'They affirmed, however, the whole of their guilt, or their error, was that they were in the habit of meeting on a certain fixed day before it was light, when they sang in alternate verses a hymn to Christ, as to a god, and bound themselves by a solemn oath, hot to any wicked deed, but never to commit any fraud, theft or adultery, never to falsify their word, nor deny a trust when they should be called upon to deliver it up; after which it was their custom to separate, and then reassemble to partake of foodbut food of an ordinary and innocent kind. Even this practice, however, they had abandoned after the publication of my edict, by which, according to your orders, I had forbidden political associations. I judged it so much the more necessary to extract the real truth, with the
assistance of torture, from two female slaves, who were styled deaconesses: but I could discover nothing more than depraved and excessive superstition.
'I therefore adjourned the proceedings, and betook myself at once to your counsel. For the matter seemed to me well worth referring to you - especially considering the numbers endangered. Persons of all ranks and ages, and of both sexes are, and will be, involved in the prosecution. For' this contagious superstition is not confined to the cities only, but has spread through the villages and rural districts; it seems possible, however, to check and cure it. It is certain at least that the temples, which had been almost deserted, begin now to be frequented; and the sacred festivals, after a long intermission, are again revived; while there is a general demand for sacrificial meat, which for some time past had met with but few purchasers. From hence it is easy to imagine what multitudes may be reclaimed from this error, if a door be left open to repentance.'
What had happened in Bithynia? The Christians were not prosecuted as a sodalitas. No law covered their offence. 'They were judged and condemned by Pliny,' says Ramsay, 'with Trajan's full approval, by virtue of the imperium delegated to him, and in accordance with the instructions issued to governors of provinces to search out and punish sacrilegious persons, thieves, brigands, and kidnappers.' The Christians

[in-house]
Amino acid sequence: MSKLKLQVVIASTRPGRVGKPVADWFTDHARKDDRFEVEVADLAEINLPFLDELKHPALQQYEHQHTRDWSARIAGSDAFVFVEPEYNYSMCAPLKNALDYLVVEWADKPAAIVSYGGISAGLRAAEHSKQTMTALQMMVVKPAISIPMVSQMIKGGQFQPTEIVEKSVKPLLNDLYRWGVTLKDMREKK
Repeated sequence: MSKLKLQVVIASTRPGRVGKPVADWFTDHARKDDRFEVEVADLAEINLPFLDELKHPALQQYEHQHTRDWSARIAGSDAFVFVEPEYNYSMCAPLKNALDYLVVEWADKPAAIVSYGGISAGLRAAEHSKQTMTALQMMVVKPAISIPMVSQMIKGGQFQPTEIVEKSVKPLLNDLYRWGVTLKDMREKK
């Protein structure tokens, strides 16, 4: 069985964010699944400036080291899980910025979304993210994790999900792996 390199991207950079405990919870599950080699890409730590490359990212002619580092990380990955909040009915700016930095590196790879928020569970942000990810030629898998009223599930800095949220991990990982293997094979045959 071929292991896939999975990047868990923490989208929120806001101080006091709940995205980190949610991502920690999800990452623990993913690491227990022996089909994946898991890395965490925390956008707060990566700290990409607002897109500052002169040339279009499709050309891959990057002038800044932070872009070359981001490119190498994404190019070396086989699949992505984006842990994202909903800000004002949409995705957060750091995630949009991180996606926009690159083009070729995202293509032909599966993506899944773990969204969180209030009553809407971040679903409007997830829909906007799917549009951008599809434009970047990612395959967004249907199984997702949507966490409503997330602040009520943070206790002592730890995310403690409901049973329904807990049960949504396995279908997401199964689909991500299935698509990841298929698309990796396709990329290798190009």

were, in a word, looked upon as 'enemies to the fundamental principles of society'. The admission of the Name was condemnation.
It is easy to reconstruct the situation. Pliny had received the complaints of the temple priests, of the guild of the butchers, whose sales of sacrificial meat were falling off, and of all the small community which derived profit from the functioning of pagan ritual. The Christians were tampering with the established processes of life, challenging, rebuking. As in Rome, as in Ephesus, the injured forces of paganism struck back with some success. The weak and the fearful fell away. The faithful and the brave died or suffered exile. The sales of the tainted meat increased and the legalistic governor saw his province sink to rest. And in his letter he left a record of one of the precise moments when the social ostracism of the Christian Church turned into State persecution.
How, precisely, had the Bithynian Christians earned the hostility of their pagan neighbours? It appears that they had endeavoured to apply principles laid down by Paul in his first letter to Corinth, and that revealing document must be our next concern.
III. EATING MEAT
It was in Corinth that the Church and paganism found themselves from the beginning in the closest and most challenging contact. That is why, as one commentator remarks, 'the connection of Corinth ... with the early progress of Christianity is so close and eventful
that no student of Holy Writ ought to be satisfied without obtaining as correct and clear an idea as possible of its social condition, and its relation to the other parts of the Empire'.